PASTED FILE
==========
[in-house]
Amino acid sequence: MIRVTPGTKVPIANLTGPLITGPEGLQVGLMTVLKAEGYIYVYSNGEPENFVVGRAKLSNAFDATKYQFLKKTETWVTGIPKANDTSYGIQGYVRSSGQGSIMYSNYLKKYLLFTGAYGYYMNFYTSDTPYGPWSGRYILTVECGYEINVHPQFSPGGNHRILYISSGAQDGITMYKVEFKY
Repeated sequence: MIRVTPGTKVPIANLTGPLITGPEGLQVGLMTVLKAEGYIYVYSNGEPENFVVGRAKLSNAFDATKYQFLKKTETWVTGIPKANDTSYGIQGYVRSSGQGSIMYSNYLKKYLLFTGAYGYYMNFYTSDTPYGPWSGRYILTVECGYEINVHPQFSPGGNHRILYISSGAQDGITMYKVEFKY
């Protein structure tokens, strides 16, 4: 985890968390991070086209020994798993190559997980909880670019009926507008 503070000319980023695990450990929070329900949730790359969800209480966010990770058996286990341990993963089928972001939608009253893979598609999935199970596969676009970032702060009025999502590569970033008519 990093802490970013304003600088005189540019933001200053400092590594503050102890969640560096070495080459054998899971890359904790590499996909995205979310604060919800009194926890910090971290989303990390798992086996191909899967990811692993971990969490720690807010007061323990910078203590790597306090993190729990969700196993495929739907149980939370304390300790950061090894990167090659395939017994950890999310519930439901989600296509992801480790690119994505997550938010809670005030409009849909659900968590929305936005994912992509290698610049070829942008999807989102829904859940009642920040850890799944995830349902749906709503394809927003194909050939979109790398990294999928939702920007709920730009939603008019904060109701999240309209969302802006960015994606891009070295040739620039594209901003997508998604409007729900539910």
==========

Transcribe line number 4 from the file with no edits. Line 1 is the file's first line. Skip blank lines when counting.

């Protein structure tokens, strides 16, 4: 985890968390991070086209020994798993190559997980909880670019009926507008 503070000319980023695990450990929070329900949730790359969800209480966010990770058996286990341990993963089928972001939608009253893979598609999935199970596969676009970032702060009025999502590569970033008519 990093802490970013304003600088005189540019933001200053400092590594503050102890969640560096070495080459054998899971890359904790590499996909995205979310604060919800009194926890910090971290989303990390798992086996191909899967990811692993971990969490720690807010007061323990910078203590790597306090993190729990969700196993495929739907149980939370304390300790950061090894990167090659395939017994950890999310519930439901989600296509992801480790690119994505997550938010809670005030409009849909659900968590929305936005994912992509290698610049070829942008999807989102829904859940009642920040850890799944995830349902749906709503394809927003194909050939979109790398990294999928939702920007709920730009939603008019904060109701999240309209969302802006960015994606891009070295040739620039594209901003997508998604409007729900539910």